Iran watching US reaction to N. Korea

Clinton spends Monday engaged in "intensive diplomacy;" analysts: test has global implications.

May 25, 2009 23:51
2 minute read.
Iran watching US reaction to N. Korea

Iran Sajjil-2 missile 248.88. (photo credit: AP)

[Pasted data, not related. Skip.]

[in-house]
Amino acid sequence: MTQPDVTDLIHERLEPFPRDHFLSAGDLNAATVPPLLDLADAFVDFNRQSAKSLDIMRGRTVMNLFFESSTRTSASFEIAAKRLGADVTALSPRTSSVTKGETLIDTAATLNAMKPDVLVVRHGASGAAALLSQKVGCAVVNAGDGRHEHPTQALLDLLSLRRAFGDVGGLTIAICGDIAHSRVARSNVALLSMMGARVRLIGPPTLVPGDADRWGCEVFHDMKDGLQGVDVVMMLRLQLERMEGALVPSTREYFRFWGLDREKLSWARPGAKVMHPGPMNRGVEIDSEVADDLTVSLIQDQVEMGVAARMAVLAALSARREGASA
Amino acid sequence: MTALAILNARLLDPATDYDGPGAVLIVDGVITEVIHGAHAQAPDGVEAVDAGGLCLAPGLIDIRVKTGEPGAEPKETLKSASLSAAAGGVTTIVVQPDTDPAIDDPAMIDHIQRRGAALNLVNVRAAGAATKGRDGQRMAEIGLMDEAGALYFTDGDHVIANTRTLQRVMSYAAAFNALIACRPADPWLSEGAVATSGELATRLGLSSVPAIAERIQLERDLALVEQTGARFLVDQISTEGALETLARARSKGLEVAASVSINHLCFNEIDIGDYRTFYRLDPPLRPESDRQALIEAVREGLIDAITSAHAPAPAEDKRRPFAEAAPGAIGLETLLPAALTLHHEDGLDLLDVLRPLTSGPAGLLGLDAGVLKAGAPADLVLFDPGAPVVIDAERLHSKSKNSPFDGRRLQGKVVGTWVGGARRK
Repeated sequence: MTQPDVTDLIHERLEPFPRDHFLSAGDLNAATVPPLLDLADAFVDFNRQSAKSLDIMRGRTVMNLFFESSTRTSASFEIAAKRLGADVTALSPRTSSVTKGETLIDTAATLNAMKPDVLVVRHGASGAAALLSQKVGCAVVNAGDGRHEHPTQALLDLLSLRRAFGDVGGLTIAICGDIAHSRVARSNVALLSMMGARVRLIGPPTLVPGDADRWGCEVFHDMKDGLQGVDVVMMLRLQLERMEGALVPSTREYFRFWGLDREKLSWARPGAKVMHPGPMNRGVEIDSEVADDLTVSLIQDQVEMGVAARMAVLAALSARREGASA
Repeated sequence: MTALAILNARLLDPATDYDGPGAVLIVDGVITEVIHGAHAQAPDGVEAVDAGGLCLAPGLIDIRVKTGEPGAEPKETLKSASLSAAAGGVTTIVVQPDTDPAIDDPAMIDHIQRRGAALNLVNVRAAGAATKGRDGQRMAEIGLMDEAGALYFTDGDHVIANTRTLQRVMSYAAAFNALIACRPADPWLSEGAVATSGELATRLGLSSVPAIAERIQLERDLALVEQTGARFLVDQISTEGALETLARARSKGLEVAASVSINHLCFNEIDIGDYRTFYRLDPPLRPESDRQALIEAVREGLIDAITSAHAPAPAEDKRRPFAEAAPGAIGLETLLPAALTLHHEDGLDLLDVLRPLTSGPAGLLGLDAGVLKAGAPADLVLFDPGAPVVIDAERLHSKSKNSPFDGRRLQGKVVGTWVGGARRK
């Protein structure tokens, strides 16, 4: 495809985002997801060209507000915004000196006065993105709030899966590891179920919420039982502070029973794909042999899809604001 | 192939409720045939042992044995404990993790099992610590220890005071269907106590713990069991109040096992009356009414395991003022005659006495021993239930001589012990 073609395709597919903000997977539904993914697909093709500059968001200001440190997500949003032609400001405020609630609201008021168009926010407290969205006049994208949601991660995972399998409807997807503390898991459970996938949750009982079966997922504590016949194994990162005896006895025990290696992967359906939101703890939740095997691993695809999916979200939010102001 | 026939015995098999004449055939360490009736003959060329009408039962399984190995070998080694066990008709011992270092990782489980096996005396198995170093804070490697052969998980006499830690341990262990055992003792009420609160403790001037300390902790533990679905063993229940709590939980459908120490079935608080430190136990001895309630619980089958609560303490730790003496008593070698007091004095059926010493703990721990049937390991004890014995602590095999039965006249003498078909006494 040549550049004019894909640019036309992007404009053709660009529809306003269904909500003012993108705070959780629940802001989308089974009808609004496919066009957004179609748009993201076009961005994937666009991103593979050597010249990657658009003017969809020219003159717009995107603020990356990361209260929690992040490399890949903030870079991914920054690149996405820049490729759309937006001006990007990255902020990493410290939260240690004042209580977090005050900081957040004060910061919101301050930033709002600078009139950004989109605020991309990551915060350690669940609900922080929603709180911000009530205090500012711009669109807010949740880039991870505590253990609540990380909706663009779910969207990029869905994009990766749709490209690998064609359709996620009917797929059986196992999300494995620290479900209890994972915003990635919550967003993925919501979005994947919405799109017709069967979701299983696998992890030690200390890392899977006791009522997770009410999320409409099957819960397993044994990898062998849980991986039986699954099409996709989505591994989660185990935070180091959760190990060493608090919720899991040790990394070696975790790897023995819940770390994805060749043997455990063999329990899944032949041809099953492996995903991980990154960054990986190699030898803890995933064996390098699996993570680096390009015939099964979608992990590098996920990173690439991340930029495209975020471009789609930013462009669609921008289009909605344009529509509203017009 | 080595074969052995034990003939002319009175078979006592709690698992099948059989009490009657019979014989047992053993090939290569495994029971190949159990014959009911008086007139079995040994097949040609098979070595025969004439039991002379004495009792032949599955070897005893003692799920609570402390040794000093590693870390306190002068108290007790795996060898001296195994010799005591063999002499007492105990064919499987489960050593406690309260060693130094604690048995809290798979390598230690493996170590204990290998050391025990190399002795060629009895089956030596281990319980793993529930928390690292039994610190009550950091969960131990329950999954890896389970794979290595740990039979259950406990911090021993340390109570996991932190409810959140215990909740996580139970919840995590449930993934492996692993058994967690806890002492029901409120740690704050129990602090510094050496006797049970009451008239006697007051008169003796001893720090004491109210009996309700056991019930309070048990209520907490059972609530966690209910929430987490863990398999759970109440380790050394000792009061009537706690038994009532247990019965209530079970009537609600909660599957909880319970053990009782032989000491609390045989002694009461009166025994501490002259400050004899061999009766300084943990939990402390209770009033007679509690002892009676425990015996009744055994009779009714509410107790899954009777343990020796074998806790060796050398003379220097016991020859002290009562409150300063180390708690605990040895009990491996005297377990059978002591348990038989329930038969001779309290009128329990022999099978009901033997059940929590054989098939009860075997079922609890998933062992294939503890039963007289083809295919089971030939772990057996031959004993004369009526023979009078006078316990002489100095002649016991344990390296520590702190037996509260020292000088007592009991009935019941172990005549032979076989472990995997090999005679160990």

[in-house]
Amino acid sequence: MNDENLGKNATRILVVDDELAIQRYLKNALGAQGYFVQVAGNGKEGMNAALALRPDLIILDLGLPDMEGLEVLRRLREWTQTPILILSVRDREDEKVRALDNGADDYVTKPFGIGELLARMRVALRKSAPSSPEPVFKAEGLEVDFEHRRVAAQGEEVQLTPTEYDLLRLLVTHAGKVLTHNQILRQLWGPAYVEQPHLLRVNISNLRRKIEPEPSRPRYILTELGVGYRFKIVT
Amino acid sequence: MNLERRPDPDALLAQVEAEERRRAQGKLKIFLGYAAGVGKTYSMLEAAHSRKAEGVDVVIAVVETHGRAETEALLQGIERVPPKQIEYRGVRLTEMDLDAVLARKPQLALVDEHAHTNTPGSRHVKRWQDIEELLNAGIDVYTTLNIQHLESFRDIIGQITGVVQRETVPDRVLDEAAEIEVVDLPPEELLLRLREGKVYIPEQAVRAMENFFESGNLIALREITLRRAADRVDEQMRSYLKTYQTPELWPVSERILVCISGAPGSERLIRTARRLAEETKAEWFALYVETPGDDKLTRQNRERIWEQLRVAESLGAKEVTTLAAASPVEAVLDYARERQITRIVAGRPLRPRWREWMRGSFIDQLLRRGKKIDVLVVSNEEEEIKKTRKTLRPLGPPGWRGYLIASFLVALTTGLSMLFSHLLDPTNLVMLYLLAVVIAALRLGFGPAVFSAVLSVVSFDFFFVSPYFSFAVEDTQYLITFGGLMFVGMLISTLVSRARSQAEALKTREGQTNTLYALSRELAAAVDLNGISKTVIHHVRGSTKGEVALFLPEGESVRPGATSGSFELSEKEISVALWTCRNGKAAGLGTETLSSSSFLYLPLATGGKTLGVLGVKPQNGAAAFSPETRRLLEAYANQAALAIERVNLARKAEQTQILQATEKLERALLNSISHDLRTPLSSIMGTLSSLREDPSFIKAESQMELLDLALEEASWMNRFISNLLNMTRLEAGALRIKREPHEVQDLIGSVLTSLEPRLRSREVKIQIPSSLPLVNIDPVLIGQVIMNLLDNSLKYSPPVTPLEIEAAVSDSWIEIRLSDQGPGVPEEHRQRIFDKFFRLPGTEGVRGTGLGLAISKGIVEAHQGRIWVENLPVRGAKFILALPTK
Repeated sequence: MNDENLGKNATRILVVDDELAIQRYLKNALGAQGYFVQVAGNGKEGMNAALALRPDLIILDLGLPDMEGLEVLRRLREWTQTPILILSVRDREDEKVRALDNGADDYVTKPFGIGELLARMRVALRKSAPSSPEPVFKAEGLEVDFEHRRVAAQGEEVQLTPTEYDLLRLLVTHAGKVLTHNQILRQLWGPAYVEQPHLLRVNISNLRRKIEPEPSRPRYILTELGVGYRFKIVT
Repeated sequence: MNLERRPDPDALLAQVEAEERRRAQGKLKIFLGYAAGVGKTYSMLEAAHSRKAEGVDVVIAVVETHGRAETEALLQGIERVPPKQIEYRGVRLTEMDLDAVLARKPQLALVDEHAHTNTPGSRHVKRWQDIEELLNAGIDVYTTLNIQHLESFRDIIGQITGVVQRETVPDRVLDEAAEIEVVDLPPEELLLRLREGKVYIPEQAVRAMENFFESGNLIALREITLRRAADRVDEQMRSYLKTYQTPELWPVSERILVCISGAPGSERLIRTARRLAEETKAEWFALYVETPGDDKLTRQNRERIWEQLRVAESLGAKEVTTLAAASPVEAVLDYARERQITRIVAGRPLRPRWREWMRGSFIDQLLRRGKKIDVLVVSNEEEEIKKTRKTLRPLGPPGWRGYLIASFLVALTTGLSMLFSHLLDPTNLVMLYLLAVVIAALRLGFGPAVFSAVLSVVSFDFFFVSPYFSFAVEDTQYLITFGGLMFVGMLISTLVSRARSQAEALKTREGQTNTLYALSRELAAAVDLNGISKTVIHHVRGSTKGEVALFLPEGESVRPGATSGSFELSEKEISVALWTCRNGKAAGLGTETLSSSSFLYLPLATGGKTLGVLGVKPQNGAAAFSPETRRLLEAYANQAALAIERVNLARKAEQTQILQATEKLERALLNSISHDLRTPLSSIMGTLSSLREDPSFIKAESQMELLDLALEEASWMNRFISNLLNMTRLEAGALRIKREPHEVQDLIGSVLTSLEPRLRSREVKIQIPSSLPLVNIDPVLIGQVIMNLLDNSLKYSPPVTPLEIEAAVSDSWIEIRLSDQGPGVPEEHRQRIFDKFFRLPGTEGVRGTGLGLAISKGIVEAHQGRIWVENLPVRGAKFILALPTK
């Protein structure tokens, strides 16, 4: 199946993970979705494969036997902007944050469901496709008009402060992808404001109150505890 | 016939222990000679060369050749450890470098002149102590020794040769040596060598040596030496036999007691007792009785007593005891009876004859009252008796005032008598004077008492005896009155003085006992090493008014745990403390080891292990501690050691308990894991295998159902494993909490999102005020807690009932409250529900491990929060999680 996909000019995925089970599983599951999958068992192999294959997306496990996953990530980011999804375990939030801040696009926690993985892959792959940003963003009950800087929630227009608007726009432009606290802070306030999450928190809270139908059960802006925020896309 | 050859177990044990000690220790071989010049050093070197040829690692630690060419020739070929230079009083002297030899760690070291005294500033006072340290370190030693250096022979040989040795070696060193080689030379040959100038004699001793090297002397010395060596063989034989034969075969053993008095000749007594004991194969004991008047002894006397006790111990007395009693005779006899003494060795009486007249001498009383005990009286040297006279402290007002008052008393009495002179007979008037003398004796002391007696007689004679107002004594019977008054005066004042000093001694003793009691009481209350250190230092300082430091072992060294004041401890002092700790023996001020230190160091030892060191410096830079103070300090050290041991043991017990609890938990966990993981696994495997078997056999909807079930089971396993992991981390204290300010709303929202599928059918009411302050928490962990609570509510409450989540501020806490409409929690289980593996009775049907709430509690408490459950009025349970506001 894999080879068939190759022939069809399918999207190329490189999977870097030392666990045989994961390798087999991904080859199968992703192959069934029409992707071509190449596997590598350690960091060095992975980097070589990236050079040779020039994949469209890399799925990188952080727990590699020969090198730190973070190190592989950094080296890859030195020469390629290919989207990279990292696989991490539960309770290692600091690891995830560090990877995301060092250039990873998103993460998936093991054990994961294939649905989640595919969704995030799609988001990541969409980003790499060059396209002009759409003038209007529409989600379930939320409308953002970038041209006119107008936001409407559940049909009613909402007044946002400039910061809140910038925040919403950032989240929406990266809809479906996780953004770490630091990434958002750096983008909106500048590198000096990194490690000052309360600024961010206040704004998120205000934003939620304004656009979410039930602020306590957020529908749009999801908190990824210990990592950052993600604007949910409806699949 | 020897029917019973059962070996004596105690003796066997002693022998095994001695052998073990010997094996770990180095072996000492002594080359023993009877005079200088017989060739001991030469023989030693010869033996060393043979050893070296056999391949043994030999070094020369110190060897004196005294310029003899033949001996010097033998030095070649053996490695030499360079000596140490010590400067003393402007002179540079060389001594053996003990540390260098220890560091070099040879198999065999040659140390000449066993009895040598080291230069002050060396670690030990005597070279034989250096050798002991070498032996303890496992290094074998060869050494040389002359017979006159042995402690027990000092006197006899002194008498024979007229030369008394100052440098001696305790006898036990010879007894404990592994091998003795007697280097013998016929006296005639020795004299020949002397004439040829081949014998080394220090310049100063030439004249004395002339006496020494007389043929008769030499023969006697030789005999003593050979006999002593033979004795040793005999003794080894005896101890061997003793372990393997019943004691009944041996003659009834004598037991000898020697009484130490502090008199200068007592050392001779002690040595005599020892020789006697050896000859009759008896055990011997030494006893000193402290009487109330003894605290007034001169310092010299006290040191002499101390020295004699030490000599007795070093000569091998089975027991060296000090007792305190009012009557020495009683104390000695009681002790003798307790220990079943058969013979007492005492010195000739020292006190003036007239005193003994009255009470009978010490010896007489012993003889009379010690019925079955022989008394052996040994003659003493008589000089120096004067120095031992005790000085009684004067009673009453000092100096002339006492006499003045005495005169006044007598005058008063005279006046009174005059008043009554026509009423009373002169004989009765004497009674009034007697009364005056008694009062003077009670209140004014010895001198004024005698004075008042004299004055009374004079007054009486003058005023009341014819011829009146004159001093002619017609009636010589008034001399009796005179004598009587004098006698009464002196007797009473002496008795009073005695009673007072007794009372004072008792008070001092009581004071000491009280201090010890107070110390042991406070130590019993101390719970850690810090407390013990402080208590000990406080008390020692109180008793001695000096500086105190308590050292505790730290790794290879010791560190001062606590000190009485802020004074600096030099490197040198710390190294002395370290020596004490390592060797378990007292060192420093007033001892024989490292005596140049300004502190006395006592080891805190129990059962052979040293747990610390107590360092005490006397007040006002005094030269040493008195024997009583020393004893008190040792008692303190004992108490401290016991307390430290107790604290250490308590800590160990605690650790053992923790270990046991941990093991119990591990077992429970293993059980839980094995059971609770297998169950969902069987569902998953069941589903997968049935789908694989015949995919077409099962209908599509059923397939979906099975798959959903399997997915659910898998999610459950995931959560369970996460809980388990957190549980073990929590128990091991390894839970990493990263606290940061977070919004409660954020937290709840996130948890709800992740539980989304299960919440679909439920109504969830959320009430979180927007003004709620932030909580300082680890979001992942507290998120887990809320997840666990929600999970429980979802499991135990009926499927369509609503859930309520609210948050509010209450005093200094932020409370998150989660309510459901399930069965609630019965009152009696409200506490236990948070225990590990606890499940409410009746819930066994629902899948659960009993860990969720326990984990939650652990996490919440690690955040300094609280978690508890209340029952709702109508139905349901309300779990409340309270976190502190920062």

US Secretary of State Hillary Clinton spent Monday engaged in "intensive diplomacy" concerning North Korea's reported nuclear test, according to the State Department. She had spoken by phone to her Japanese and South Korean counterparts by press time and was due to consult with Chinese and Russian leaders later in the day. While it wasn't immediately clear what steps the US would be taking in response to the test, US President Barack Obama paused before his Memorial Day visit to Arlington Cemetery Monday morning to denounce the "blatant violation of international law." He called the test a threat to the populations in the region and a violation of North Korea's own commitments made under multilateral negotiations - known as the six-party talks - over ending its nuclear program. "The United States and the international community must take action in response," he declared. "North Korea will not find security and respect through threats and illegal weapons." Obama added, "We will work with our friends and our allies to stand up to this behavior and we will redouble our efforts toward a more robust international nonproliferation regime that all countries have responsibilities to meet." While the US was calling for international cooperation, analysts in Washington said that the nuclear test - and the American response to it - had global implications. "Given the cooperation between North Korea and Iran, there is reason to fear that North Korea and Iran may be sharing data on nuclear matters, as they do on ballistic missiles," John Bolton, the former undersecretary of state for arms control and international security, said on Fox News Monday. "This is a threat not just in northeast Asia, but potentially in the Middle East as well." And Ilan Berman, vice president for policy of the American Foreign Policy Council, said that Teheran will be watching the American response closely, to apply it to its own circumstances. "Everyone's taking their cues from this," he said. "The Iranians, based on how America responds or doesn't respond, are going to make assumptions about how far they can go in their nuclear program, how far they can go in their missile program without eliciting a serious response from America." He pointed to a missile test that North Korea held earlier this spring despite opposition from the White House as paving the way for this week's nuclear test announcement. Despite America's verbal condemnation ahead of the missile test, Berman said, "the response was pretty dramatic in its nonexistence; it was a pretty telling moment." "The expectation is that the Obama administration's not going to have a very steely approach to this," he added. If that turns out to be the case, he said, "The Iranians could be justified in concluding that Washington is going to respond the same way to them." Bolton described the test as "a real moment of truth for the Obama administration." The US ambassador to the UN under former president George W. Bush recommended that the US add North Korea back to its state-sponsors of terrorism list, as well as impose tough UN sanctions. Berman suggested that tying up its financial transactions - an effective strategy the Bush administration used before relaxing its approach to North Korea - as well as sanctions could be employed. "If you choose to do nothing, you still have made a choice, and everyone understands that you have made a choice," Berman said.

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